• Sometimes, a rug matched the design of a decorative ceiling.
  • You'll see colors of gold, soft rose, and green, among others. Generally, the tones of European rugs are muted.
  • Flower motifs and garlands are very common.
  • They may have a pile or be flat-woven.

American Rugs

You'll see a number of different styles and construction methods in American rugs from past eras. Expect to find some of the following:

  • Navajo rugs feature a tight, flat weave and commonly have colors of black, brown, ivory, red, and sometimes blue. Most feature geometric designs.
  • Art Nouveau rugs have designs that were popular during the 1890s through 1910, including nature motifs and fluid lines.
  • Art Deco rugs have strong geometric images that were popular in the 1920s and 1930s.
Navajo rug
Navajo rug

Scandinavian Rugs

The Scandinavian countries also have a strong rug-weaving tradition, dating back centuries. You'll notice some classic features in this type of rug:

  • Scandinavian rugs often have strong geometric designs.
  • These rugs are often asymmetrical.
  • Many have an abstract simplicity in the main design, rather than being a figurative representation of something.
  • Some have a high pile, while others are flat woven.
  • You'll see almost any color.
Norwegian handmade rug
Norwegian handmade rug

Look for Age Clues

Your rug may include a few clues that can help you determine its age. Knowing when the rug was woven will give you a more accurate sense of the value and history of your piece. Try these tips for discovering how old your rug is:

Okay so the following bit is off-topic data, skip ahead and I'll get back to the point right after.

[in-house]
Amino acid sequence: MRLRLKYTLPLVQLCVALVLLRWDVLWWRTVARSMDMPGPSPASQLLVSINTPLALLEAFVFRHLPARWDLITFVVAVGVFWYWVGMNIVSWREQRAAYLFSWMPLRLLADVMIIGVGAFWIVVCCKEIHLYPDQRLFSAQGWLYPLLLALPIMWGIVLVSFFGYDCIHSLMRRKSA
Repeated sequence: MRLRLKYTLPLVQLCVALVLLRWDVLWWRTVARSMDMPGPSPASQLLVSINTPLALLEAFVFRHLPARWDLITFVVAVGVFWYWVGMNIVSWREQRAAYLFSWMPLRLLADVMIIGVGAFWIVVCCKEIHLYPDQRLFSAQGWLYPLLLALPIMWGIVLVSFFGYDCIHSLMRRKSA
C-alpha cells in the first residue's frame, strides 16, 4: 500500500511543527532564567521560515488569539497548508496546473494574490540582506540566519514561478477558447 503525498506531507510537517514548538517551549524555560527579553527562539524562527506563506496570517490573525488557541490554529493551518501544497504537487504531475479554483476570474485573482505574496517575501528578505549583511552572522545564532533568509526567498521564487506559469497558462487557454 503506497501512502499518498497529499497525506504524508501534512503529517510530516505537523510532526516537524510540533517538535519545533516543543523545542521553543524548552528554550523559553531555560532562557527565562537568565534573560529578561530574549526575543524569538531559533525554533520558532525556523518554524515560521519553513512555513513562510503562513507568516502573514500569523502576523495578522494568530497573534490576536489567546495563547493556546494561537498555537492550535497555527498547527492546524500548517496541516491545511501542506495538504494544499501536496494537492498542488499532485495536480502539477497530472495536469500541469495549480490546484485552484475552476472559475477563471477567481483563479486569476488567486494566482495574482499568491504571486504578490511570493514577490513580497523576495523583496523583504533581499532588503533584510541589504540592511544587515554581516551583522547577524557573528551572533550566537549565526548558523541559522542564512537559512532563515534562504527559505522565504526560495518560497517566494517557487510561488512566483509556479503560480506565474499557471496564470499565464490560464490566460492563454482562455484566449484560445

• Look for dates woven into the design of the rug. Oriental or Persian rugs often have Arabic numerals woven into the border area. Although this isn't the most reliable method of dating a rug, it does provide a starting point.
  • In the case of braided rugs, Antique Homes reports that many rugs were crafted from old wool clothing. This means that the oldest braided rugs rarely have a distinct pattern.
  • Hooked rugs were always unique until the 1868 invention of rug templates, according to Country Living. This means that if your hooked rug has unusual scale or color choice or just seems imperfect, it may be from before this era.
  • Examine the colors. According to A Buyer's Guide to Oriental Carpets, bright synthetic rug dyes weren't available until the 1920s. If the rug appears uniformly faded, it may be from before this time.
Uniformly faded antique Turkish rug
Uniformly faded antique Turkish rug

Ask Questions

If you inherited your antique rug or are considering purchasing one, ask questions about its history. You'll be surprised what you can learn about a rug's provenance with a few well-thought-out questions. Try these:

  • How much do you know about the people who have owned this rug?
  • Where might this rug have been used in the home?
  • Are there any stories about this rug?
  • Does the style of the rug signify anything in particular?
  • Are there any documents that go with this rug, such as receipts, letters, or photographs?

Consider an Appraisal

If you suspect that you have an antique rug of some value, consider having it professionally appraised. Even if you aren't planning to part with your treasure, an appraisal is important for insurance purposes. In addition, a professional appraisal is the best way to identify an antique rug. During the appraisal, you can learn a lot about the style, history, and age of your piece.

Beautiful Works of Art

Antique rugs come in hundreds of different style, shapes, colors, and patterns, so there's a lot to consider when trying to identify these beautiful works of art. Take your time and examine each aspect of your rug for clues about its fascinating past.

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How to Identify Antique Rugs